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Yesterday NASA Fired Some High School Students' Project Into Space

"I left my work in orbit!" is a much better excuse for teacher than "my dog ate it."

Yesterday NASA Fired Some High School Students' Project Into Space

[Images: NASA/Orbital Sciences]

Last night an Orbital Sciences Minotaur 1 rocket soared expertly into the evening sky from NASA's Wallops Island carrying the important-sounding Air Force STPSat-3 satellite aloft. But jammed into the rocket's body was also a record payload of 28 other microsatellites. Among these was the TJ3Sat. Though you may not know it from its name, it's the first satellite designed and built by high school students to be launched into space.

TJ3Sat was conceived and constructed at Thomas Jefferson High School for Science and Technology in Alexandria, Va. It measures just 3.9 by 3.9 by 3.5 inches and weighs only 2 pounds (think of about 10 iPhone 5S's stacked up) and yet it's packed with enough power and electronic smarts to communicate with amateur radio operators on Earth—easily surpassing Sputnik's limited beep-beep powers. The idea is that students on the ground can send messages up to the satellite, which will convert them into a synthesized voice and transmit them back down on ham radio frequencies. Data from the project will be shared publicly.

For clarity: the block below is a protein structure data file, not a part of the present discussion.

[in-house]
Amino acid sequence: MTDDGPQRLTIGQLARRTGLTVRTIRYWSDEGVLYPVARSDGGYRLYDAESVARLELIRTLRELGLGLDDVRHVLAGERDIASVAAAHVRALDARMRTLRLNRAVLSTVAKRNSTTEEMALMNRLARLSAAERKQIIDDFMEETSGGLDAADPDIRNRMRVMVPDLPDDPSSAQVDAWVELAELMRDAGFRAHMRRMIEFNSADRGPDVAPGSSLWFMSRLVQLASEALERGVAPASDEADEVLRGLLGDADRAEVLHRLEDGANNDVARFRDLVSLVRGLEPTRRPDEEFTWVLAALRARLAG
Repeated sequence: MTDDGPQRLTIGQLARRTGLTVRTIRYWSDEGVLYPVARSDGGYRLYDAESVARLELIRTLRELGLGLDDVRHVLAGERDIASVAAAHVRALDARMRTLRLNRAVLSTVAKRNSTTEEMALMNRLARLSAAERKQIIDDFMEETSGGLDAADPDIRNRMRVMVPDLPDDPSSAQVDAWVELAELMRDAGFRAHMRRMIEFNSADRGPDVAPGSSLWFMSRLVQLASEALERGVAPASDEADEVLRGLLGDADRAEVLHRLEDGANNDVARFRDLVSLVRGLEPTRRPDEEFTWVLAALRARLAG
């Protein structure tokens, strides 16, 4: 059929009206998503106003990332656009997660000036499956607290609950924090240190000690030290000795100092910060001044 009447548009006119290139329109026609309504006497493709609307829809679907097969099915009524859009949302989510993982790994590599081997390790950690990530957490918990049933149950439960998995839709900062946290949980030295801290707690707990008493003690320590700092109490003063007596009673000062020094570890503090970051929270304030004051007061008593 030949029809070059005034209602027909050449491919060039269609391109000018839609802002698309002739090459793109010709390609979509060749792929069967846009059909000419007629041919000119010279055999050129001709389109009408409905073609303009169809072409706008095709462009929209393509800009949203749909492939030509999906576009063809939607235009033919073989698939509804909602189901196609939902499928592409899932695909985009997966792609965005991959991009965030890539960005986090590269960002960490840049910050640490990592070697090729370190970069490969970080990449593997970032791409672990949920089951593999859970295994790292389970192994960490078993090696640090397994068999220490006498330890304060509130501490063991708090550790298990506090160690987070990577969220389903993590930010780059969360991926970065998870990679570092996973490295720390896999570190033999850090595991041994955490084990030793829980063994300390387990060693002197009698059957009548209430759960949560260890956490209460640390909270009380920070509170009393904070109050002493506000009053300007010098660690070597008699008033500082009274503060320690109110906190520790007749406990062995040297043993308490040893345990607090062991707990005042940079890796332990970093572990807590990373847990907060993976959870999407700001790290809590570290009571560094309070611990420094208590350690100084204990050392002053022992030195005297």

Also in yesterday's payload was a second smartphone-based "phonesat," a platform for NASA to test super-cheap satellite tech, and Firefly, a microsatellite from the National Reconnaissance Office (the spy guys) to study lightning in the atmosphere.